From the fans who cheer at every game to the praise that follows every win, the benefits that come with playing sports make the lives of athletes seem lucky and, sometimes, even enviable. But despite the charmed appearances, more athletes are suffering from mental illnesses today than in the past. Olympic swimmer Allison Schmitt, however, is working to change that.

Earlier this month, Schmitt spoke about the growing threat of mental illness with athletes, coaches and trainers at the University of Saint Francis in Fort Wayne, Indiana. A longtime activist for greater mental health recognition and education, Schmitt tailored her talk around her own struggle with depression.

Developing after the 2012 Olympic Games in London, Schmitt’s depression slowly worsened until 2014, when actor Robin Williams committed suicide. As a fan of Williams’ work, Schmitt said his death disappointed and shocked her. It also led her to consider taking her own life since news reports later revealed that Williams had been battling depression, as well.

“Nobody wants to show weakness,” Schmitt said during her talk. “And especially, no athlete wants to show weakness to their competitors. A lot of us look at [mental illnesses] as weaknesses.”

Schmitt said that perception kept her from telling others about her pain. Her hesitation changed, however, after her 17-year-old cousin, April Bocian, committed suicide in 2015. Determined to prevent additional deaths due to mental illnesses, Schmitt admitted to her friends, her family and the media that she had been battling depression.

But after Schmitt came forward about her struggle, the number of athletes suffering from mental illnesses increased, not decreased. In fact, researchers from the Georgetown University Medical Center found in 2013 that about 17 percent of college athletes exhibited signs of depression. Yet, three years later, researchers at Drexel and Kean universities reported that that number had risen to almost 25 percent.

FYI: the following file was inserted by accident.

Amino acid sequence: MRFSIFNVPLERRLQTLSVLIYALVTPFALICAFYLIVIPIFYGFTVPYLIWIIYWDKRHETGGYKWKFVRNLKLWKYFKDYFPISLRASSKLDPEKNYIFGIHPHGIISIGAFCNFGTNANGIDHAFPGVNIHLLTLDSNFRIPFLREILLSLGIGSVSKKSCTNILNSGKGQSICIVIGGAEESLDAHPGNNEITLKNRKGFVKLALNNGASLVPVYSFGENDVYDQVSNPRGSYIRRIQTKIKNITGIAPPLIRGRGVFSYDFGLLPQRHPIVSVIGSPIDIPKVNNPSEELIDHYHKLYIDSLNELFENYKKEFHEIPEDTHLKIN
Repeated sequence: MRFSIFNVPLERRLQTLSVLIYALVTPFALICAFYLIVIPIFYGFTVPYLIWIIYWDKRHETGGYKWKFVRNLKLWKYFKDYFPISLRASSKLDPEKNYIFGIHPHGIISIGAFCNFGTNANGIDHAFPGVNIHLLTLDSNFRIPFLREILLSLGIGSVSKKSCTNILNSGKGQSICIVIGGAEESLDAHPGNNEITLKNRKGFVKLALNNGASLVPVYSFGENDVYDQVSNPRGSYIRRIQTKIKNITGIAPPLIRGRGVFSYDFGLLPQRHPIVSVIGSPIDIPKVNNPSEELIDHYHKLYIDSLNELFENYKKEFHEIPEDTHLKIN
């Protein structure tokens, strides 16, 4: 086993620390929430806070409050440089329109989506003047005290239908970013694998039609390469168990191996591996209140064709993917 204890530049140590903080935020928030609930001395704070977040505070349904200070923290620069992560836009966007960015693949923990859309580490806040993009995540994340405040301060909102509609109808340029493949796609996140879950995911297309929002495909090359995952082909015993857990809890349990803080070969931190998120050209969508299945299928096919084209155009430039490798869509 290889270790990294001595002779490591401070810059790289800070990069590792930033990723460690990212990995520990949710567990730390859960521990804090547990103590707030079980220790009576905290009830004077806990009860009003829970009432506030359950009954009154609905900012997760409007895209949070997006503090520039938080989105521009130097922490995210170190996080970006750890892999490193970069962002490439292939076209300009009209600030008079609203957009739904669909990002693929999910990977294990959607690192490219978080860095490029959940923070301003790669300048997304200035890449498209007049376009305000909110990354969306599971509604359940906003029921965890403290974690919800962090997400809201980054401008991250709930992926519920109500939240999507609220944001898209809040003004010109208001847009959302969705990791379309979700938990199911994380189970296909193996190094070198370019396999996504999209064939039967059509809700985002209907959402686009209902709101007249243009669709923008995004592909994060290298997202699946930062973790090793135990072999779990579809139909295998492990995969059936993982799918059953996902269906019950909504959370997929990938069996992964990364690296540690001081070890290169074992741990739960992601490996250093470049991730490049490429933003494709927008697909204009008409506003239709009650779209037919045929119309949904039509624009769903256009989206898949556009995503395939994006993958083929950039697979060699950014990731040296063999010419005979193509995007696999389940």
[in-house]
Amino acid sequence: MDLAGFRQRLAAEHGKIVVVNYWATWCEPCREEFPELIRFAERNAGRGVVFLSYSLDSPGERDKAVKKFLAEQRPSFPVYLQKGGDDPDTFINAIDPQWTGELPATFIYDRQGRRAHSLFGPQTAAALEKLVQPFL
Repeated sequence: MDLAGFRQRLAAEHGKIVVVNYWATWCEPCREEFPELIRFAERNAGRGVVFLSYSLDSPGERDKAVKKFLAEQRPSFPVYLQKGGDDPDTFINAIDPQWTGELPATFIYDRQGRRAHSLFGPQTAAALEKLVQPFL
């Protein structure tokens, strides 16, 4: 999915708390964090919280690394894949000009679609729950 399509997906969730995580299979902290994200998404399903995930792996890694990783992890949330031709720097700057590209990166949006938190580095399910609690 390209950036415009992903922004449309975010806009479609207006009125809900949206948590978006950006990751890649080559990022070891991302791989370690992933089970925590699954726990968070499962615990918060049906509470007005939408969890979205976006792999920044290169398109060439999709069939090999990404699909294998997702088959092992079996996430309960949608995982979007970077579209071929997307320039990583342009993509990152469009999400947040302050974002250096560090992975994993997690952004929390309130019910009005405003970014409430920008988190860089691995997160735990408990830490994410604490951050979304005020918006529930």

While it’s true that Schmitt didn’t cause the 8-percent jump by publicly acknowledging her struggle, the coincidence did offer some insight. Specifically, mental illness among athletes was a growing issue, and the decision to share one person’s experience wouldn’t solve it.

So Schmitt changed her approach, transforming herself from a victim to an advocate for people – and, in particular, athletes – coping with mental illnesses.

“It’s OK to ask for help,” she started saying at talks, including the one at Saint Francis. “Seeing a psychologist and speaking about it is one of the tools we humans can use.”

Still, as Schmitt embraced her mantra that “It’s OK to not be OK,” she understood doubts about the legitimacy of mental illness would pose another challenge. According to a recent Pew poll, two-thirds of respondents considered mental illness “an extremely or very serious health problem,” meaning that one-third didn’t. To combat that resistance, Schmitt began using her reputation as an Olympian to her advantage.

“I’d never go up to someone and say I was in the Olympics,” she said. “But if it’s about mental health, and I can use that platform for mental health and to de-stigmatize the negativity around it, I’m willing to do that.”

So far, Schmitt’s strategy seems to be working. Since opening up about her own battle, other Olympic swimmers, including Michael Jamieson and Greg Louganis, have gone public with theirs. And while the Olympians’ renown helps call attention to athletes’ mental health issues, accelerating effort to solve them, Schmitt adds that it also yields other benefits in the meantime.

“I can relate to athletes really well,” Schmitt said. “That helps me speak about it, and I hope it helps to relate to me and know they’re not going through anything alone. Other people are going through the same, or similar, things.”

Mental health issues can be complicated, not only because of the numerous illnesses that exist but also because of the many factors that can contribute to them, especially for athletes.

For a discussion of some of them, check out the video below:

Kendra